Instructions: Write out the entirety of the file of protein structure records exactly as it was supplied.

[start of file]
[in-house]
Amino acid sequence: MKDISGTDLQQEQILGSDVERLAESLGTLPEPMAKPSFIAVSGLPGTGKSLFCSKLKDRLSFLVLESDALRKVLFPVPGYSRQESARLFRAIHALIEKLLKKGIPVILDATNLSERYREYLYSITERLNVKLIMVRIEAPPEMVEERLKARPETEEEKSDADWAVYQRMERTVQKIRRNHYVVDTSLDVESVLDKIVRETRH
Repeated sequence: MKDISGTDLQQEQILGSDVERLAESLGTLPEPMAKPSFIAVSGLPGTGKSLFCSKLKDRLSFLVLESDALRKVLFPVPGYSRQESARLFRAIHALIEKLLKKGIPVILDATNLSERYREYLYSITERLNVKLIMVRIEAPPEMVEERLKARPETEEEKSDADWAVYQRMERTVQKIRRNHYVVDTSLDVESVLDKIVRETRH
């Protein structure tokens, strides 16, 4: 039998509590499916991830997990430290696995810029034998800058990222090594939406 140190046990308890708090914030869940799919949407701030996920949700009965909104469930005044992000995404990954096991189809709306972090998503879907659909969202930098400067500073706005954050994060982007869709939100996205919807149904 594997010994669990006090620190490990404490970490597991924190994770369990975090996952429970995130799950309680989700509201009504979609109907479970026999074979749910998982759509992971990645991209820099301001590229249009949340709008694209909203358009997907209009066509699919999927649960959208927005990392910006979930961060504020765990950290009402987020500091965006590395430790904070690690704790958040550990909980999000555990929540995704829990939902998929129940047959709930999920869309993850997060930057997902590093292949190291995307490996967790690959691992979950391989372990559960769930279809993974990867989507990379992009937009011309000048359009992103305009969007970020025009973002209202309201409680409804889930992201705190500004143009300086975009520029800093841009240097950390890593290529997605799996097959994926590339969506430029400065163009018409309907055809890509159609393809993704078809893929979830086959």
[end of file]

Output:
[in-house]
Amino acid sequence: MKDISGTDLQQEQILGSDVERLAESLGTLPEPMAKPSFIAVSGLPGTGKSLFCSKLKDRLSFLVLESDALRKVLFPVPGYSRQESARLFRAIHALIEKLLKKGIPVILDATNLSERYREYLYSITERLNVKLIMVRIEAPPEMVEERLKARPETEEEKSDADWAVYQRMERTVQKIRRNHYVVDTSLDVESVLDKIVRETRH
Repeated sequence: MKDISGTDLQQEQILGSDVERLAESLGTLPEPMAKPSFIAVSGLPGTGKSLFCSKLKDRLSFLVLESDALRKVLFPVPGYSRQESARLFRAIHALIEKLLKKGIPVILDATNLSERYREYLYSITERLNVKLIMVRIEAPPEMVEERLKARPETEEEKSDADWAVYQRMERTVQKIRRNHYVVDTSLDVESVLDKIVRETRH
């Protein structure tokens, strides 16, 4: 039998509590499916991830997990430290696995810029034998800058990222090594939406 140190046990308890708090914030869940799919949407701030996920949700009965909104469930005044992000995404990954096991189809709306972090998503879907659909969202930098400067500073706005954050994060982007869709939100996205919807149904 594997010994669990006090620190490990404490970490597991924190994770369990975090996952429970995130799950309680989700509201009504979609109907479970026999074979749910998982759509992971990645991209820099301001590229249009949340709008694209909203358009997907209009066509699919999927649960959208927005990392910006979930961060504020765990950290009402987020500091965006590395430790904070690690704790958040550990909980999000555990929540995704829990939902998929129940047959709930999920869309993850997060930057997902590093292949190291995307490996967790690959691992979950391989372990559960769930279809993974990867989507990379992009937009011309000048359009992103305009969007970020025009973002209202309201409680409804889930992201705190500004143009300086975009520029800093841009240097950390890593290529997605799996097959994926590339969506430029400065163009018409309907055809890509159609393809993704078809893929979830086959």